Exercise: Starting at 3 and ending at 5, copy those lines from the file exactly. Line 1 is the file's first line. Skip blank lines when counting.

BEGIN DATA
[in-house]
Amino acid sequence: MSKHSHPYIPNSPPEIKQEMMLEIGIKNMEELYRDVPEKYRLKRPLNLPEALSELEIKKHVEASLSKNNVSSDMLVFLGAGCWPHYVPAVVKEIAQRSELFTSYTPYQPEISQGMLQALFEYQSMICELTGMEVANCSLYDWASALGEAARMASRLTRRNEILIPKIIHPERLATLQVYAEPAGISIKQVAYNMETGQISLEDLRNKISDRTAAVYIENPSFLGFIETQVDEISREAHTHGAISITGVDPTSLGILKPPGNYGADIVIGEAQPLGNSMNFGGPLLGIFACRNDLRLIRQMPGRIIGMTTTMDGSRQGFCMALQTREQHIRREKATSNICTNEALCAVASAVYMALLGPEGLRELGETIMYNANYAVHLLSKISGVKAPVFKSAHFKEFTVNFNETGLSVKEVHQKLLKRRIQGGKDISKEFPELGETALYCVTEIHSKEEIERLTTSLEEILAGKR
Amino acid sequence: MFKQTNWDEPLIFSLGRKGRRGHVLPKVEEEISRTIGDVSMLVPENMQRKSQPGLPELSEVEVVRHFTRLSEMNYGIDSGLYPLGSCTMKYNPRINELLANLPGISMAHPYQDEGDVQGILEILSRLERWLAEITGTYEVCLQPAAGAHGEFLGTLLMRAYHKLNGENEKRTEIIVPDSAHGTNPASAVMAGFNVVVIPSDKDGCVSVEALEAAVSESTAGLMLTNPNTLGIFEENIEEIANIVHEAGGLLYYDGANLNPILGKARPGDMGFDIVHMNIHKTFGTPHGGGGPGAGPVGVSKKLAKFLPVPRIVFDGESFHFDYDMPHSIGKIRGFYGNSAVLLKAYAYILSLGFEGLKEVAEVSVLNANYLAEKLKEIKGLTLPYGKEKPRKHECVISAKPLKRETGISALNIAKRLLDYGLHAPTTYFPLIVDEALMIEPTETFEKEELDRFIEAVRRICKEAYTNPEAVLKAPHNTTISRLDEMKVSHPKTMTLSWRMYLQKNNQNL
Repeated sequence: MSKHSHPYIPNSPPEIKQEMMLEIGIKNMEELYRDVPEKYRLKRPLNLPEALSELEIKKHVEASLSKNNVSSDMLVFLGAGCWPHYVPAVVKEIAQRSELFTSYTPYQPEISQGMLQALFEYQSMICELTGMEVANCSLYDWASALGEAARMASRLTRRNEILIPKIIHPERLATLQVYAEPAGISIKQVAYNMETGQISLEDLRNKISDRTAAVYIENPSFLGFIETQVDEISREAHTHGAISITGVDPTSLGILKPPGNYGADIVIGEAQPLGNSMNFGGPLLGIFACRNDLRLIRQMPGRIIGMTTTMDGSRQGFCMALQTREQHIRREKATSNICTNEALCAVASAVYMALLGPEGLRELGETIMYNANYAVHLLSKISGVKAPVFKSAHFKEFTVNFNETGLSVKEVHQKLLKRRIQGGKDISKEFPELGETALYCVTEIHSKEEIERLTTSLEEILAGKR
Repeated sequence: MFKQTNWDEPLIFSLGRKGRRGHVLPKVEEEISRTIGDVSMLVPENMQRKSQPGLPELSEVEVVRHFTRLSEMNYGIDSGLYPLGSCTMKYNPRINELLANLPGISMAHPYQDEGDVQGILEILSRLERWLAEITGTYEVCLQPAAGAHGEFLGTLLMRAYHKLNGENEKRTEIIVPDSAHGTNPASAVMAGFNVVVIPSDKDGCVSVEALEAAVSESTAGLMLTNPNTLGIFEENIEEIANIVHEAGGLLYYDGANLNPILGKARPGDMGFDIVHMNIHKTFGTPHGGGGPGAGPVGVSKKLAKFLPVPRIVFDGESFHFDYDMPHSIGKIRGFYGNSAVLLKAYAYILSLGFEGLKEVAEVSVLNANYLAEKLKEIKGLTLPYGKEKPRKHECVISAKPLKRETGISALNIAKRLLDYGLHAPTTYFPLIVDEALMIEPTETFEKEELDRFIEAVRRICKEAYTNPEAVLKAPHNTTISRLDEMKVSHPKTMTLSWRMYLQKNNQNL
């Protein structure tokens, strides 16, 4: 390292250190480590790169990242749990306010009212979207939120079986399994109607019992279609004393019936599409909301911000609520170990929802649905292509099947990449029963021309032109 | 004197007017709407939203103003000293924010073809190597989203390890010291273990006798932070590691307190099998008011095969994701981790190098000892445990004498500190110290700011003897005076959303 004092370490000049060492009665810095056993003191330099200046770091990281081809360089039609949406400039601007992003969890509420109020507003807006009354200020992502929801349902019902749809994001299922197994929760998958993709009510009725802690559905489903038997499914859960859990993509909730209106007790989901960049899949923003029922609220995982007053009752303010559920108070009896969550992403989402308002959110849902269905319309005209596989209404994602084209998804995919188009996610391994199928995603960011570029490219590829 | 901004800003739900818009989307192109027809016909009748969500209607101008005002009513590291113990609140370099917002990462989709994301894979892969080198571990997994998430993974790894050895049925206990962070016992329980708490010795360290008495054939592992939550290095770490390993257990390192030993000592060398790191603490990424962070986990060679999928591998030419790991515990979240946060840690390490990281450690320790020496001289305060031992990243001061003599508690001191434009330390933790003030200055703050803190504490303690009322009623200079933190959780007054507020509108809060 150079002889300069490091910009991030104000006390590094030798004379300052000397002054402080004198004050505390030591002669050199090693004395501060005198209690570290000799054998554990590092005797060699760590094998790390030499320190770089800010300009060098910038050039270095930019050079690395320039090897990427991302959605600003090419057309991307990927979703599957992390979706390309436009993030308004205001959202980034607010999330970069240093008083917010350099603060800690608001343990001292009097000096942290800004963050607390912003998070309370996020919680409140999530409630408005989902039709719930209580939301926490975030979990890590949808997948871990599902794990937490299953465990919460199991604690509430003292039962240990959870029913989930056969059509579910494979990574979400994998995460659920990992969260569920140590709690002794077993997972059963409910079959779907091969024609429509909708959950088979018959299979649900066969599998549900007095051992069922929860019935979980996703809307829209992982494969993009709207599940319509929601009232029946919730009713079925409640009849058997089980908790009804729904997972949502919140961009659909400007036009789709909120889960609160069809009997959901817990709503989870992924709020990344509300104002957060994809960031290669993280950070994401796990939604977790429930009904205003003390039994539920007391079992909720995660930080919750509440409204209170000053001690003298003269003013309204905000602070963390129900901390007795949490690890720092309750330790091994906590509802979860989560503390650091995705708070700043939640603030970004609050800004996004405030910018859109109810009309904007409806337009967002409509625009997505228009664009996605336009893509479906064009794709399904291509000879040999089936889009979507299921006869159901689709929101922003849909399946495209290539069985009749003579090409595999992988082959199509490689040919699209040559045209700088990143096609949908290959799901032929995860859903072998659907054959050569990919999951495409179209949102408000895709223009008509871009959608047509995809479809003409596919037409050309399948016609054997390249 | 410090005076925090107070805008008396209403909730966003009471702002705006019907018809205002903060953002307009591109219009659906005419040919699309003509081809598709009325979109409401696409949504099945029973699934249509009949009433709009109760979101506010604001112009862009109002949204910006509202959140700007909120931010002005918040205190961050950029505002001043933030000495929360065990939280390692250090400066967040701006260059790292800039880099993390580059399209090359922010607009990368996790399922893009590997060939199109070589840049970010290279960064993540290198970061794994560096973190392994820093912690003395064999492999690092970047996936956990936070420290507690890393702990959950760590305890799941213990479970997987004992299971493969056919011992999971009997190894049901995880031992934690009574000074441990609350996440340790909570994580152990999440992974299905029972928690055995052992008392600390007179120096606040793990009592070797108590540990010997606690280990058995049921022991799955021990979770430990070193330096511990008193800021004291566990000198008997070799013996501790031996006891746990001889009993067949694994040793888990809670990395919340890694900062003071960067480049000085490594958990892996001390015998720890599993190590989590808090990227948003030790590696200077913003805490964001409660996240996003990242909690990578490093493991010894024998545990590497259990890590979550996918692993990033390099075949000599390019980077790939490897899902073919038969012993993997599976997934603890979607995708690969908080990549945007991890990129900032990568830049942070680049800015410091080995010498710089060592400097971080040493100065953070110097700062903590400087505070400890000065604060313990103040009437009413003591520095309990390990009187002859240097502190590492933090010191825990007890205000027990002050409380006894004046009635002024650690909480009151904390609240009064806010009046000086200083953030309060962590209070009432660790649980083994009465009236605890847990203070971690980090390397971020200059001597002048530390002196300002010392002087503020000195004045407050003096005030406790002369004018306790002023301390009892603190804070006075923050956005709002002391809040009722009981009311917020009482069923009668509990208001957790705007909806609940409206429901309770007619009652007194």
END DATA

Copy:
Amino acid sequence: MFKQTNWDEPLIFSLGRKGRRGHVLPKVEEEISRTIGDVSMLVPENMQRKSQPGLPELSEVEVVRHFTRLSEMNYGIDSGLYPLGSCTMKYNPRINELLANLPGISMAHPYQDEGDVQGILEILSRLERWLAEITGTYEVCLQPAAGAHGEFLGTLLMRAYHKLNGENEKRTEIIVPDSAHGTNPASAVMAGFNVVVIPSDKDGCVSVEALEAAVSESTAGLMLTNPNTLGIFEENIEEIANIVHEAGGLLYYDGANLNPILGKARPGDMGFDIVHMNIHKTFGTPHGGGGPGAGPVGVSKKLAKFLPVPRIVFDGESFHFDYDMPHSIGKIRGFYGNSAVLLKAYAYILSLGFEGLKEVAEVSVLNANYLAEKLKEIKGLTLPYGKEKPRKHECVISAKPLKRETGISALNIAKRLLDYGLHAPTTYFPLIVDEALMIEPTETFEKEELDRFIEAVRRICKEAYTNPEAVLKAPHNTTISRLDEMKVSHPKTMTLSWRMYLQKNNQNL
Repeated sequence: MSKHSHPYIPNSPPEIKQEMMLEIGIKNMEELYRDVPEKYRLKRPLNLPEALSELEIKKHVEASLSKNNVSSDMLVFLGAGCWPHYVPAVVKEIAQRSELFTSYTPYQPEISQGMLQALFEYQSMICELTGMEVANCSLYDWASALGEAARMASRLTRRNEILIPKIIHPERLATLQVYAEPAGISIKQVAYNMETGQISLEDLRNKISDRTAAVYIENPSFLGFIETQVDEISREAHTHGAISITGVDPTSLGILKPPGNYGADIVIGEAQPLGNSMNFGGPLLGIFACRNDLRLIRQMPGRIIGMTTTMDGSRQGFCMALQTREQHIRREKATSNICTNEALCAVASAVYMALLGPEGLRELGETIMYNANYAVHLLSKISGVKAPVFKSAHFKEFTVNFNETGLSVKEVHQKLLKRRIQGGKDISKEFPELGETALYCVTEIHSKEEIERLTTSLEEILAGKR
Repeated sequence: MFKQTNWDEPLIFSLGRKGRRGHVLPKVEEEISRTIGDVSMLVPENMQRKSQPGLPELSEVEVVRHFTRLSEMNYGIDSGLYPLGSCTMKYNPRINELLANLPGISMAHPYQDEGDVQGILEILSRLERWLAEITGTYEVCLQPAAGAHGEFLGTLLMRAYHKLNGENEKRTEIIVPDSAHGTNPASAVMAGFNVVVIPSDKDGCVSVEALEAAVSESTAGLMLTNPNTLGIFEENIEEIANIVHEAGGLLYYDGANLNPILGKARPGDMGFDIVHMNIHKTFGTPHGGGGPGAGPVGVSKKLAKFLPVPRIVFDGESFHFDYDMPHSIGKIRGFYGNSAVLLKAYAYILSLGFEGLKEVAEVSVLNANYLAEKLKEIKGLTLPYGKEKPRKHECVISAKPLKRETGISALNIAKRLLDYGLHAPTTYFPLIVDEALMIEPTETFEKEELDRFIEAVRRICKEAYTNPEAVLKAPHNTTISRLDEMKVSHPKTMTLSWRMYLQKNNQNL